Sakura Swim Club Review

Title: Sakura Swim Club
Developer: Winged Cloud
Publisher: Sekai Project
Played on: PC

A copy of this game was provided for the purpose of this review.

I’ll preface this review by saying that Sakura Swim Club is quite possibly the worst visual novel I’ve ever played. That sentiment is coming from someone who has been playing these sort of games for over fifteen years now. While I had gone into reading Sakura Swim Club with literally no expectations, it somehow still somehow managed to disappoint on a myriad of levels. The game is poorly written and formatted, the music is uninspired, and the characters shallow and unlikable even for a game that only exists for the sake of fanservice. Yes, ladies and gentlemen, this visual novel is terrible with a capital T and should not be read by anyone but the most devoted fans of the Sakura series.

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As to why this is so terrible, lets begin with the story. In Sakura Swim Club players see the plot unfold through the eyes of Kaede, a protagonist with no real personality, thus making him a perfect self-insert upon which players to project themselves. Living alone in an apartment near his high school, Kaede is bad and both school work and social obligations, and thus has no friends, significant other, or anything else of the sort to his name. So when pressured to join a club by one of his teachers, he eventually finds himself a part of the school’s swim club, of which there are only two other members, both of whom are cute girls. From here the visual novel weaves a tepid story about friendship and these three unlikable characters trying to save the swim club from utter ruin. Literally none of the plot is interesting, and mostly serves as a vehicle to push its leading ladies into compromising positions over, and over, and over again.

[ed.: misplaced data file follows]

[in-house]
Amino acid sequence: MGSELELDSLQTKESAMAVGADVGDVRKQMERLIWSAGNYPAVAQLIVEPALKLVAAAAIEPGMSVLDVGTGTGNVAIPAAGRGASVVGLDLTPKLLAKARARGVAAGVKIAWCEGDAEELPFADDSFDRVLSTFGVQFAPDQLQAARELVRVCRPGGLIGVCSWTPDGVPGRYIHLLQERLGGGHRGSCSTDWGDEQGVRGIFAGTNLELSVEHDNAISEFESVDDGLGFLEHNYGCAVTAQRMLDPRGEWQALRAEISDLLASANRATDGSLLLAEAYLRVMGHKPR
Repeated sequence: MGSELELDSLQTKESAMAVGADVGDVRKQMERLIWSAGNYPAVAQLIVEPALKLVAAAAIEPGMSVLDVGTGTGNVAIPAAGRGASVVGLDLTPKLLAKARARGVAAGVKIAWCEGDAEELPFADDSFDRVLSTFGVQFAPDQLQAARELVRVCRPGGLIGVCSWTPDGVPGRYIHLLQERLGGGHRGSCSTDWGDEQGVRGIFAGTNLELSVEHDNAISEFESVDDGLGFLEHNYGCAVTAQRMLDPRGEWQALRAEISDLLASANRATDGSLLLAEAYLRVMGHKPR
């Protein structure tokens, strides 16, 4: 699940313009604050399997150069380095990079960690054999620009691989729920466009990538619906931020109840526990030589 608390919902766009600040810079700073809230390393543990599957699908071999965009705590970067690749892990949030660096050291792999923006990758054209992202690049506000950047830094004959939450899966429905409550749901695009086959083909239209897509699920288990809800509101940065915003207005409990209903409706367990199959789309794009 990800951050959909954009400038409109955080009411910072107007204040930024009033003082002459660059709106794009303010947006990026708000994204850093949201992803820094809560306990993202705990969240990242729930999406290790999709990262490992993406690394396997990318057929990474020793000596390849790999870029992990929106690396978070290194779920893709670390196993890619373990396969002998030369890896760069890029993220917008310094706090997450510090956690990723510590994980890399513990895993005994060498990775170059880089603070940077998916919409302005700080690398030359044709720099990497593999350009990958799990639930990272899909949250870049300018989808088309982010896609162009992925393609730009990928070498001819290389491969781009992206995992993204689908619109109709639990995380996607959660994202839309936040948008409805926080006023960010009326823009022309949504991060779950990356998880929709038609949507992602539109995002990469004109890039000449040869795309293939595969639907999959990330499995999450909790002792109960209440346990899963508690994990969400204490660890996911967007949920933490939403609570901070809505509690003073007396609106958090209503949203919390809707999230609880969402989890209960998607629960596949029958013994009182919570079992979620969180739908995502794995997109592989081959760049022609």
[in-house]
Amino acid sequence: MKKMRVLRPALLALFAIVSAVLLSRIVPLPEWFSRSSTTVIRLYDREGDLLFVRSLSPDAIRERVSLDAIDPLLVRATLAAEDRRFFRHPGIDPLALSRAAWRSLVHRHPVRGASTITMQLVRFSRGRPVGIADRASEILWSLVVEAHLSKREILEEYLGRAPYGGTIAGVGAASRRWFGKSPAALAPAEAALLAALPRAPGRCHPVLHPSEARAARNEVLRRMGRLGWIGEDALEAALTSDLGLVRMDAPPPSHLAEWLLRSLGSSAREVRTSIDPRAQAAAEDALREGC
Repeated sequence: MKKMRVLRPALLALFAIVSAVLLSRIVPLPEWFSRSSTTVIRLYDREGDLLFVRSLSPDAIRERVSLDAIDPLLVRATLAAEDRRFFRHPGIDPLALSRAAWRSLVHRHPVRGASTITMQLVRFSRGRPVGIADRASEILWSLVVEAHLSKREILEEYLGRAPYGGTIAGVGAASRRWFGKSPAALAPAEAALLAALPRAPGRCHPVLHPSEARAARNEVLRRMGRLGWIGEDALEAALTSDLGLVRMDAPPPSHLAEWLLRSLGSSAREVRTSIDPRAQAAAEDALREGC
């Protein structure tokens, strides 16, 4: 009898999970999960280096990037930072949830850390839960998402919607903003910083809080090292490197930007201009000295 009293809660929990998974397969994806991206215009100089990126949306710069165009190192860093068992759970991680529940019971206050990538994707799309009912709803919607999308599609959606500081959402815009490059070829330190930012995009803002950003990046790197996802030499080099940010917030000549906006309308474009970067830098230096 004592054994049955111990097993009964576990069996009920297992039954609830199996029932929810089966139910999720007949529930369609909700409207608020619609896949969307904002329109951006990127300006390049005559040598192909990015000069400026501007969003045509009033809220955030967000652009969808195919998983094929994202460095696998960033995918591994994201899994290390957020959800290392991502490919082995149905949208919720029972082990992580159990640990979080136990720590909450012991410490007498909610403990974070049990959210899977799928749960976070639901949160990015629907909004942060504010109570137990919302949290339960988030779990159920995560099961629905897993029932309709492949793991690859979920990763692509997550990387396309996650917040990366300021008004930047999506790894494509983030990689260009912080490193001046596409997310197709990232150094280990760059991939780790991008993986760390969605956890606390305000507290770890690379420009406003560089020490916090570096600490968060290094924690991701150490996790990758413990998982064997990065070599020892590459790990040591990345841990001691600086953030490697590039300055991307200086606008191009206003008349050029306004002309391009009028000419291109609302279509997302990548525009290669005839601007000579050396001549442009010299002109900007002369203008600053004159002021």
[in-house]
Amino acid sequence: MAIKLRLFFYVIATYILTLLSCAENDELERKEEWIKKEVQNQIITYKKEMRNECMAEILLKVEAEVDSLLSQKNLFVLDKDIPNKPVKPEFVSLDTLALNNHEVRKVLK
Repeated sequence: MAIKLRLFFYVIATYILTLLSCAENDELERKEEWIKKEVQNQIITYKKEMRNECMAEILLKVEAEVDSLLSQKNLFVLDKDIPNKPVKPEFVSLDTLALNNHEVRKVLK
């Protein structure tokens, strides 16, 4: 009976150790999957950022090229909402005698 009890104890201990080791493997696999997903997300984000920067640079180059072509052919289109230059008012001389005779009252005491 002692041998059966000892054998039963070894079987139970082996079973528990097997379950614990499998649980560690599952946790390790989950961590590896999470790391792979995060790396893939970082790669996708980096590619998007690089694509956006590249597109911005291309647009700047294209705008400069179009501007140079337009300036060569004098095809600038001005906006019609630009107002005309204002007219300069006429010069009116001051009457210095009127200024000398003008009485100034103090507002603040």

By the end, which came mercifully quickly, as this is a rather short visual novel, I could barely remember any of the character’s names, let alone recall details of their awfully written dialogue. Making matters worse, the dialogue is advanced one line of text at a time despite the text box itself being gigantic. Why such a strange choice was made in the first place is beyond me, but it hinders the flow of dialogue and narration in such a way that tepid lines of dialogue like “I get out of bed” and “I’ve arrived at school” each take a single click of the mouse to advance. Rapid clicking is already something of an annoyance in the visual novel medium, and having to do so hundred of times to wade through Kaede’s incredibly boring dialogue only makes matters worse here.  The game does throw you a few dialogue choices on occasion to break up the pacing a it, but as far as I could tell none of these decisions really affect the plot in any way. They exist for the sake of providing an illusion of interaction.

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The art here is perhaps the best part of the game, with backgrounds being crisp and colorful and character sprites and CGs well drawn in an appealing anime style. But these same backgrounds and characters are repeated ad nassum, as there are perhaps five different backgrounds in the entire game, and two outfits, a school uniform and swimsuit, for each of the girls. This is more or less standard issue for low budget games like these on Steam, but the girl’s lack of sprites often leads to strange instances where characters go from completely clothed, to their underwear, and back again in a matter of seconds. Were this a comedy, this would have been hilarious, but as Sakura Swim Club tries to at least maintain that it is mildly serious in tone, this is simply jarring and silly, but not in a good way.